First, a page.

relating to the Wolverhampton Jewish Community


 on Third Party Websites


Notable Jewish Connections with Northampton and Northamptonshire

(courtesy Steven Jaffe)

  • Ben Cohen MBE, born in Northampton in 1978, English Rugby Union international who is his country's third highest try scorer, is of Jewish descent.

  • The Rt Hon. Michael Ellis QC, born in Northampton in 1967, has been Conservative MP for Northampton North since 2010. He was formerly Solicitor General from 2019 and was appointed Attorney General in March 2021. He was Deputy Leader of the House of Commons from 17 July 2016 to 8 January 2018.

  • Major Samuel Isaac (1812-1886) owned one of the earliest mechanised shoe factories at Northampton. He was later the chief promoter of the Mersey tunnel.

  • Dr. Michael Jolles, an amateur historian and biographer of Anglo Jewry, was born in Northampton. Amongst his books, is a history of the Jewish community and a study of the Jewish cemetery in Northampton.

  • Lesley Joseph (b. 1945), actress, grew up in Northampton. She played the Jewish character, Dorien Green, in the television sitcom Birds of a Feather. In 1999 she was awarded an honorary MA by Northampton University.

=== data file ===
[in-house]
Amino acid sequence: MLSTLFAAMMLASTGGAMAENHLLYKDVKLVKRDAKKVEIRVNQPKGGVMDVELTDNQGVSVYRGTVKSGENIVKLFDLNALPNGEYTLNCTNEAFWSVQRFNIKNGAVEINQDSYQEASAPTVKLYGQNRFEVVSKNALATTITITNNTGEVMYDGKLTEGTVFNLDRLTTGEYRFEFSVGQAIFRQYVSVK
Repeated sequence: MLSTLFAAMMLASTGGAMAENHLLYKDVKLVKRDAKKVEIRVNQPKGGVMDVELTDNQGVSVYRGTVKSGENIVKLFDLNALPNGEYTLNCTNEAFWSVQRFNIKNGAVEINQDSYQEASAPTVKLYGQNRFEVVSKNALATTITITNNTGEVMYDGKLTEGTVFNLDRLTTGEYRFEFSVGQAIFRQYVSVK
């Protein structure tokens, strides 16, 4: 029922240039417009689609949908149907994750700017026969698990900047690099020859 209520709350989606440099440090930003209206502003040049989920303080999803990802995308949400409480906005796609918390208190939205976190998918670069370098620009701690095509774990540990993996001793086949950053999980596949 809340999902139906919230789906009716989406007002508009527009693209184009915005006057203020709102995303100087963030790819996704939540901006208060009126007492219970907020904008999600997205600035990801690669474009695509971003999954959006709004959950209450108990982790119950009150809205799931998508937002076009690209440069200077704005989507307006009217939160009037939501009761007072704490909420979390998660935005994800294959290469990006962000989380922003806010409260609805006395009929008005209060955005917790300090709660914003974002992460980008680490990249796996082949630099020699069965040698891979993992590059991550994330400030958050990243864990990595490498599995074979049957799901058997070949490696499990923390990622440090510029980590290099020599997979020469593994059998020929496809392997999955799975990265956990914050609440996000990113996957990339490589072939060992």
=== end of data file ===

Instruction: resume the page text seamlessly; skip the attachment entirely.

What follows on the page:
• Ivan Kaye, actor and producer, was born in Northampton in 1961. In 1992 he played Sam Sterne, a Jewish detective, in a London Weekend TV series.

  • George Leopold Michel (d.1911), the congregation's founder, established himself in about 1958 as an early manufacturer and trader in the leather and shoe industry in Northampton. His son Montagu (d.1939) was president of the congregation for 18 years.

  • Des O'Connor (1932-2020), TV presenter and singer, was evacuated to Northampton during World War II. His mother was Jewish and he joked he was the first O'Connor to have a Bar Mitzvah.